When antebellum anti-Mormons took up their pens to thwart the Mormon “menace,” they not only rehearsed various critiques of Mormonism, they participated in a larger conversation about the place of religion in the nation and the ways citizens might separate “real” religion from the religiously inauthentic. While Protestants of the period assumed “objective” descriptions of various religious groups might calm a vexed post-disestablishment religious scene, their incorporation of a long-standing polemical strategy that sought to expose religious impostors illuminated an array of conflicting attachments and various cultural tensions that attended the new republic’s “free market” in churches.
This study examines the reaction of the Methodist Episcopal Church through its Detroit Annual Conference (comprising the Eastern half of the state of Michigan and the entire Upper Peninsula) to the American occupation of the Philippines following the conclusion of the Spanish-American War in 1898. The ME Church, like its sibling Protestant Churches, championed the US occupation that opened up the island to the spread of Protestant evangelism. Protestant missionaries were viewed as spiritual warriors combating Catholicism, complementing the American soldiers battling the Filipino insurgency. The emphasis on missionary expansion fused with American imperialism to form a potent combination of “Bible and gun.” A theology of aggression emerged to sanction American foreign policy as seen in DAC sermons, newspapers, and prayers.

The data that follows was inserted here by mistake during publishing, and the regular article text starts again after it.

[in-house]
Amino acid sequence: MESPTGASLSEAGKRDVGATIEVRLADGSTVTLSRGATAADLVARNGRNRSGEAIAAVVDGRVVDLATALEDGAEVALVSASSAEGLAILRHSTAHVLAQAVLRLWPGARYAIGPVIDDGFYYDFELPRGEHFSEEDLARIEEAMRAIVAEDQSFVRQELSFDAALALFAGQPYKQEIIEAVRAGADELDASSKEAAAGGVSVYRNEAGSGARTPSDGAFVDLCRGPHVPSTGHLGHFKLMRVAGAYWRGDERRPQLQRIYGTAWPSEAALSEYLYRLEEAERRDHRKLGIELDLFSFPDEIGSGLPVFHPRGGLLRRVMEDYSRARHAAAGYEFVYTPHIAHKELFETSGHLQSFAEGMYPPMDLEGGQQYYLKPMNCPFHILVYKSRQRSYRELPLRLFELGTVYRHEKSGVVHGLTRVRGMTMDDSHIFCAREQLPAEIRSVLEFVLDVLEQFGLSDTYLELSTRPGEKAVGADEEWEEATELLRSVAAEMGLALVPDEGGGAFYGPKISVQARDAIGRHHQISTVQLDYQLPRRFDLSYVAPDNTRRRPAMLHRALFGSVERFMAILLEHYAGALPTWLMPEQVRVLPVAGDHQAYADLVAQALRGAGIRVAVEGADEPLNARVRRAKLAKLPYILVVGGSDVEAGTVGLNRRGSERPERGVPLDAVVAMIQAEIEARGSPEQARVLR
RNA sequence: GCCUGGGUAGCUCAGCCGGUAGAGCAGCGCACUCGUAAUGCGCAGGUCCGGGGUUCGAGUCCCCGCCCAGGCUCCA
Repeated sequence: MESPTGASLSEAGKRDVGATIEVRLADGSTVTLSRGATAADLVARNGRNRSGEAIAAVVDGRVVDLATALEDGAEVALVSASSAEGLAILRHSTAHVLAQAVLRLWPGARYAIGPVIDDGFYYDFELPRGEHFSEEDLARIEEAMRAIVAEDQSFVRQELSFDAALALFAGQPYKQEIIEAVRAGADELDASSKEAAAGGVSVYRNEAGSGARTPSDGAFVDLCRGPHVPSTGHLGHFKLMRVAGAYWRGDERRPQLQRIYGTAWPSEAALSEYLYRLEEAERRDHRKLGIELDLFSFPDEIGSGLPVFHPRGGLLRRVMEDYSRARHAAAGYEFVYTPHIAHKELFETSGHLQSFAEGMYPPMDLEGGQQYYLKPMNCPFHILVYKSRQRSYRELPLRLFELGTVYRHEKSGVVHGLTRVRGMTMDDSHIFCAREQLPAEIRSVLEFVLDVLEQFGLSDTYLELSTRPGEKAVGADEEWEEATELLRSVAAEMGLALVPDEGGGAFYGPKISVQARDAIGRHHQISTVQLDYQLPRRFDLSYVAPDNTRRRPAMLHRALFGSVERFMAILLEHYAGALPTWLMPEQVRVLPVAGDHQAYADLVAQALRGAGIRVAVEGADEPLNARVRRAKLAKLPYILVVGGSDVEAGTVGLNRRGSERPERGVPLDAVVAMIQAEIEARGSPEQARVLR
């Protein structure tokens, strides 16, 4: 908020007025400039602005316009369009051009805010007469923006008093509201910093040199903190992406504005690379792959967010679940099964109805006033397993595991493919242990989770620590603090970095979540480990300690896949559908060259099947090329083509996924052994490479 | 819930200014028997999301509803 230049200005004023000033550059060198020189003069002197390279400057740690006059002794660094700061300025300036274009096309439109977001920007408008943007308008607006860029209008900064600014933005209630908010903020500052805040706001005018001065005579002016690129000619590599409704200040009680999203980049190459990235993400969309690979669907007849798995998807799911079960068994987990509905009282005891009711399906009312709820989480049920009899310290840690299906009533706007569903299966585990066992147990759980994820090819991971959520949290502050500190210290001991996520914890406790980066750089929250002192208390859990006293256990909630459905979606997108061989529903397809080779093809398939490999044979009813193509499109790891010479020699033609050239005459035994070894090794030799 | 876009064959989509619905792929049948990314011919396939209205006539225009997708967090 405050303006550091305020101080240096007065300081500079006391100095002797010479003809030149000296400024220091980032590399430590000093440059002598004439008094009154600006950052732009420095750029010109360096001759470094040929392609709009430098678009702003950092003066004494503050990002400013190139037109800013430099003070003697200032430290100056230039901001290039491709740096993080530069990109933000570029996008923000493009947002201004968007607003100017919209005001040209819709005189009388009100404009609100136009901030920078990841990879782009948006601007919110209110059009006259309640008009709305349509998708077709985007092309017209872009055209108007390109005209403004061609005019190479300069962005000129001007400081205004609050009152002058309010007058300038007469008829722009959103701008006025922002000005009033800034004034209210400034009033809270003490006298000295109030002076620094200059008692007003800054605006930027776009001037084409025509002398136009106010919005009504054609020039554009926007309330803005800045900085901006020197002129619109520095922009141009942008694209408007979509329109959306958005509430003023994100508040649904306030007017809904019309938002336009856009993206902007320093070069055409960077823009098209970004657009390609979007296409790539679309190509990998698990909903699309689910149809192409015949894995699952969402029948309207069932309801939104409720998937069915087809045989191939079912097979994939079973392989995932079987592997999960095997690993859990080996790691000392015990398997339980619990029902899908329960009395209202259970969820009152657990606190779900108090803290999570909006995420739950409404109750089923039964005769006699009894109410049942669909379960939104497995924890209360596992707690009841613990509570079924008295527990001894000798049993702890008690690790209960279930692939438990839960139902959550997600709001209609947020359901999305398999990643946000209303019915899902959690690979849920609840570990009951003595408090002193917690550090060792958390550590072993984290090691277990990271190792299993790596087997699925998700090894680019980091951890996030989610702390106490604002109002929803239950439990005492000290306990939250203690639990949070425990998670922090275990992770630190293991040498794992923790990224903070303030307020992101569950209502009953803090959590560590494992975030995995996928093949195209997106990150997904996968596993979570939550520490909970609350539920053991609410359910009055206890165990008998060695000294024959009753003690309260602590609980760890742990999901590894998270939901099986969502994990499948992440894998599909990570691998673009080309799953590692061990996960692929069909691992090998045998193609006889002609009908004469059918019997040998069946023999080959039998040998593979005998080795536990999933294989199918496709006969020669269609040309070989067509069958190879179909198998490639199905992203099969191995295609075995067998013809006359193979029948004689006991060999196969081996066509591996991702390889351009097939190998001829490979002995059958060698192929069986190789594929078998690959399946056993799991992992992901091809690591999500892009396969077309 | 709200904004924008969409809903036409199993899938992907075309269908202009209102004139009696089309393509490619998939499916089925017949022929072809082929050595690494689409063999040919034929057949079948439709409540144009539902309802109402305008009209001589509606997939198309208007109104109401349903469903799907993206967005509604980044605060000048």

Large-scale surveys show dramatic declines in religiosity in favor of secularization in the developed democracies. Popular acceptance of evolutionary science correlates negatively with levels of religiosity, and the United States is the only prosperous nation where the majority absolutely believes in a creator and evolutionary science is unpopular. Abundant data is available on rates of societal dysfunction and health in the first world. Cross-national comparisons of highly differing rates of religiosity and societal conditions form a mass epidemiological experiment that can be used to test whether high rates of belief in and worship of a creator are necessary for high levels of social health. Data correlations show that in almost all regards the highly secular democracies consistently enjoy low rates of societal dysfunction, while pro-religious and anti-evolution America performs poorly.